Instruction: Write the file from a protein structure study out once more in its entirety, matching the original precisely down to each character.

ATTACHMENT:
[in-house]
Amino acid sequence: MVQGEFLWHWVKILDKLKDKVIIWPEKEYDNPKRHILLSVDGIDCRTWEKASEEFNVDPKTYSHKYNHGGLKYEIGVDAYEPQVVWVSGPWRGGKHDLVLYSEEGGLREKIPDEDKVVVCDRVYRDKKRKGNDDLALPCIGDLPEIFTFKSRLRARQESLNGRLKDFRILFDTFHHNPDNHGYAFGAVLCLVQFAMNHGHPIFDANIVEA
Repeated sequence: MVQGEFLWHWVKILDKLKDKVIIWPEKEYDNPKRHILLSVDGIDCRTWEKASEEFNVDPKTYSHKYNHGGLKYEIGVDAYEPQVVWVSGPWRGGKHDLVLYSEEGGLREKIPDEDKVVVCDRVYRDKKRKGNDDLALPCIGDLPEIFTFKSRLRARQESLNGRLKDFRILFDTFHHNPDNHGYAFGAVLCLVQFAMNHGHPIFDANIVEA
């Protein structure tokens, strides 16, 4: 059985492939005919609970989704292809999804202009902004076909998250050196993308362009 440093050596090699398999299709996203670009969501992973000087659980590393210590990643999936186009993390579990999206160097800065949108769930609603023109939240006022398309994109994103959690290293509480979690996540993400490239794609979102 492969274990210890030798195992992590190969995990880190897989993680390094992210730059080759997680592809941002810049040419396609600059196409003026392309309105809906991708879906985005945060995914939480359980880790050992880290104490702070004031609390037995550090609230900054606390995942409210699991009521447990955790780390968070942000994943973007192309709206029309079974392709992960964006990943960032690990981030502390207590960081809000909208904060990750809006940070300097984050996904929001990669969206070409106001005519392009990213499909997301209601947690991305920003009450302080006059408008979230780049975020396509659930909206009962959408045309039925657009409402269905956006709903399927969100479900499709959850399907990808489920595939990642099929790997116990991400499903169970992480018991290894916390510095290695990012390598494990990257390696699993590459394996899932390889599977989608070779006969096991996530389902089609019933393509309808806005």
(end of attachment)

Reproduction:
[in-house]
Amino acid sequence: MVQGEFLWHWVKILDKLKDKVIIWPEKEYDNPKRHILLSVDGIDCRTWEKASEEFNVDPKTYSHKYNHGGLKYEIGVDAYEPQVVWVSGPWRGGKHDLVLYSEEGGLREKIPDEDKVVVCDRVYRDKKRKGNDDLALPCIGDLPEIFTFKSRLRARQESLNGRLKDFRILFDTFHHNPDNHGYAFGAVLCLVQFAMNHGHPIFDANIVEA
Repeated sequence: MVQGEFLWHWVKILDKLKDKVIIWPEKEYDNPKRHILLSVDGIDCRTWEKASEEFNVDPKTYSHKYNHGGLKYEIGVDAYEPQVVWVSGPWRGGKHDLVLYSEEGGLREKIPDEDKVVVCDRVYRDKKRKGNDDLALPCIGDLPEIFTFKSRLRARQESLNGRLKDFRILFDTFHHNPDNHGYAFGAVLCLVQFAMNHGHPIFDANIVEA
């Protein structure tokens, strides 16, 4: 059985492939005919609970989704292809999804202009902004076909998250050196993308362009 440093050596090699398999299709996203670009969501992973000087659980590393210590990643999936186009993390579990999206160097800065949108769930609603023109939240006022398309994109994103959690290293509480979690996540993400490239794609979102 492969274990210890030798195992992590190969995990880190897989993680390094992210730059080759997680592809941002810049040419396609600059196409003026392309309105809906991708879906985005945060995914939480359980880790050992880290104490702070004031609390037995550090609230900054606390995942409210699991009521447990955790780390968070942000994943973007192309709206029309079974392709992960964006990943960032690990981030502390207590960081809000909208904060990750809006940070300097984050996904929001990669969206070409106001005519392009990213499909997301209601947690991305920003009450302080006059408008979230780049975020396509659930909206009962959408045309039925657009409402269905956006709903399927969100479900499709959850399907990808489920595939990642099929790997116990991400499903169970992480018991290894916390510095290695990012390598494990990257390696699993590459394996899932390889599977989608070779006969096991996530389902089609019933393509309808806005």